When Ed was just 16 he won a dance contest on TV's popular Ted Steele's New York Bandstand and became a regular on the show; when he was 19 he won the NYC dance championship. He also won the prestigious Knickerbocker Beer trophy for the Tango, Jive and Mambo. In other words, dancing is in Ed's blood. Whenever he was down and things were looking gloomy Ed danced. It gave him a way to lift himself up and dance his blues away; it connected him to freedom and joy.
A few years age we were eating dinner at a small taverna on the Greek island of Rhodes, when we heard the waitress talking about a dance to be held that night. It was midnight before the entire village had assembled on a flat, grassy outcrop: small children, lanky teenagers, farmers and shopkeepers, grannies and old men clinging to walking sticks, they all came. Tables had been spread with food and drink. A small band began to play, and over the next two hours we watched both the young and old take each others hands and dance, sometimes in circles, sometimes in winding lines, sometimes in pairs or groups of eight. We saw the power of this collective dancing when one of the teenagers with rings in his nose and tattoos covering his arms, who had at first looked completely bored and disinterested, stepped into the middle of the circle and led a snake-like dance around the field, his eyes alight with happiness.
As we dance we feel the gift of life in our veins. This is particularly true of free dance, where the body moves of its own volition, self-consciousness dissolves, enabling our self-imposed limitations, inhibitions, fears and self-obsessions to be released; in their place, we find a greater sense of freedom and joy. Dance can also transform and uplift depression and sadness. As inspirational teacher Gabrielle Roth, founder of 5Rythms and the Moving Center explains, "Mine is the art of inspiring people to turn their suffering into art, their art into awareness, and their awareness into action."
In our book, BE THE CHANGE, How Meditation Can Transform You and the World, Gabrielle shared with us how dance had deeply influenced her life: "In my teens, alone in my bedroom with the radio turned up as loud as possible, I danced my pain--all the sadness and anger that was not allowed or expressed in my family or my culture. Much later, I would realize that I was seeking a way to get out of my head and the fastest way to still my mind was to move my body. Put the psyche in motion and it heals itself. Normally, the mind is thinking one thing, the body is moving in a different direction, and the heart is doing a third thing, so there is a huge disconnect. We live in the chat room above our necks, but we need to find our roots and our center."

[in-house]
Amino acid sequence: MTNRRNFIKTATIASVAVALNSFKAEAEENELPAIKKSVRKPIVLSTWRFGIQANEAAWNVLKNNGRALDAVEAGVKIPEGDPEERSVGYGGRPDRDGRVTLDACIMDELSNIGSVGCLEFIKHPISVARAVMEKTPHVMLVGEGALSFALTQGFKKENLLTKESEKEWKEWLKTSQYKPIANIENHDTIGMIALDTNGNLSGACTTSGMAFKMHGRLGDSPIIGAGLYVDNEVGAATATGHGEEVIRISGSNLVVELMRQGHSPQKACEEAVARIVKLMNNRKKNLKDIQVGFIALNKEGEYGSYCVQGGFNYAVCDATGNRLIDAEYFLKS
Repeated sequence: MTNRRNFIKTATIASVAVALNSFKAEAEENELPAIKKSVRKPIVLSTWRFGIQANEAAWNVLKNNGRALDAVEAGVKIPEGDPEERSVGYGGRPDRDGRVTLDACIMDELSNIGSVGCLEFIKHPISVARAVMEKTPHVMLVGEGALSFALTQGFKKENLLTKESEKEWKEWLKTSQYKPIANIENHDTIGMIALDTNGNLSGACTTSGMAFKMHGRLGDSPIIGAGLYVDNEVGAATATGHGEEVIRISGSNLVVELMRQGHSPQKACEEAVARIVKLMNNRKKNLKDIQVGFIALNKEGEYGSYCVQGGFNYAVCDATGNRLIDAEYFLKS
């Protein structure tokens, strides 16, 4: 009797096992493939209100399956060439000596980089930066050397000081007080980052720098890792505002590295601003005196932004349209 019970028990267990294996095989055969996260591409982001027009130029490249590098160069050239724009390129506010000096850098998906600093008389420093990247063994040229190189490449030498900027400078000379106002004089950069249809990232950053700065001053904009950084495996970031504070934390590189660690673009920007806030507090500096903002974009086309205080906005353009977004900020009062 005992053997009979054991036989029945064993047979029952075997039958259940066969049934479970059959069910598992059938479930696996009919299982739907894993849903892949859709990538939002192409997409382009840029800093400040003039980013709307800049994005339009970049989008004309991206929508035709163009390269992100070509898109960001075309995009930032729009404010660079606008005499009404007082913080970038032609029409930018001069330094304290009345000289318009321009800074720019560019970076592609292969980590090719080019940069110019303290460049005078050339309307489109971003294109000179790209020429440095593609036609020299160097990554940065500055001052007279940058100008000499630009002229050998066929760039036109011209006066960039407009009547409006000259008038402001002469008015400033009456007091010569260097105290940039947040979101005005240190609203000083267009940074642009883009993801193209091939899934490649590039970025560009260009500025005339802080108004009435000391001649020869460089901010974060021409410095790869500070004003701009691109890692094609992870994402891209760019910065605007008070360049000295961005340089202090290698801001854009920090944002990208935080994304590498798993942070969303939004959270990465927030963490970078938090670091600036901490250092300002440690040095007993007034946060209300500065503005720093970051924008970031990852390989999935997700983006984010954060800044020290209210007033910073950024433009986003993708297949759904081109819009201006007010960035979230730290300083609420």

Dance is also used throughout many of the spiritual traditions as a form of losing self-centeredness and opening the heart, as seen in Sufi whirling dervishes, Tibetan lama dancing, the ecstatic dance accompanying Hindu devotional chanting, or in Jewish circle dancing.
"In the dance, we can go so deeply into our bodies that we bypass the concept of a separate self and move into the big body that holds us all as one," continues Gabrielle. "We are not in a body, but it is in us, in the amazing unified field of holy otherness that is who we really are. This is my meditation and it moves my memories, my tears, my fears, my instincts--the fragile threads that hold me and you and all of us in a web of divine intelligence. It calls us to extend so far past an individual self that we become everything in one deep, expansive breath."
Dance as Meditation
Little instruction is needed here. Chose your favorite music and let it move you. Try different rhythms: fast, melodic, staccato, soft, and slow. See what it feels like to open your chest, to lift your arms, to spin or bend, to move quickly or slowly. Keep breathing throughout. Let your emotions ebb and flow with the music. Dance your feelings, your relationships, your parents. Dance your illness or your pain. Dance your anger; dance your fear. Then dance your joy and bliss and laughter. Dance who you really are.
And then stop and be still. Stand or sit and just breathe gently and enter the stillness that is always there behind the movement.
Do you have stories of how dance has helped you? Do comment below. You can receive notice of our blogs every Thursday by checking Become a Fan at the top.
You can pre-order a copy of our book at: BE THE CHANGE, How Meditation Can Transform You and the World. It will be published Nov 3.
img alt="2009-07-29-bookcover.jpg" src="http://images.huffingtonpost.com/2009-07-29-bookcover.jpg" width="200" height="295" />
Ed and Deb Shapiro's new book, BE THE CHANGE, How Meditation Can Transform You And The World, forewords by the Dalai Lama and Robert Thurman, with contributors such as Marianne Williamson, astronaut Edgar Mitchell, Ellen Burstyn, Michael Beckwith, Jon Kabat-Zinn, Jane Fonda, Jack Kornfield, Byron Katie, Ed Begley, Gabrielle Roth, Russell Bishop, and others, will be published Nov 3 2009 by Sterling Ethos.
Deb is the author of the award-winning book YOUR BODY SPEAKS YOUR MIND. Ed and Deb are the authors of over 15 books, and lead meditation retreats and workshops. They are corporate consultants, and the creators of Chillout daily inspirational text messages on Sprint cell phones. See: www.EdandDebShapiro.com
Follow Ed and Deb Shapiro on Twitter: www.twitter.com/edanddebshapiro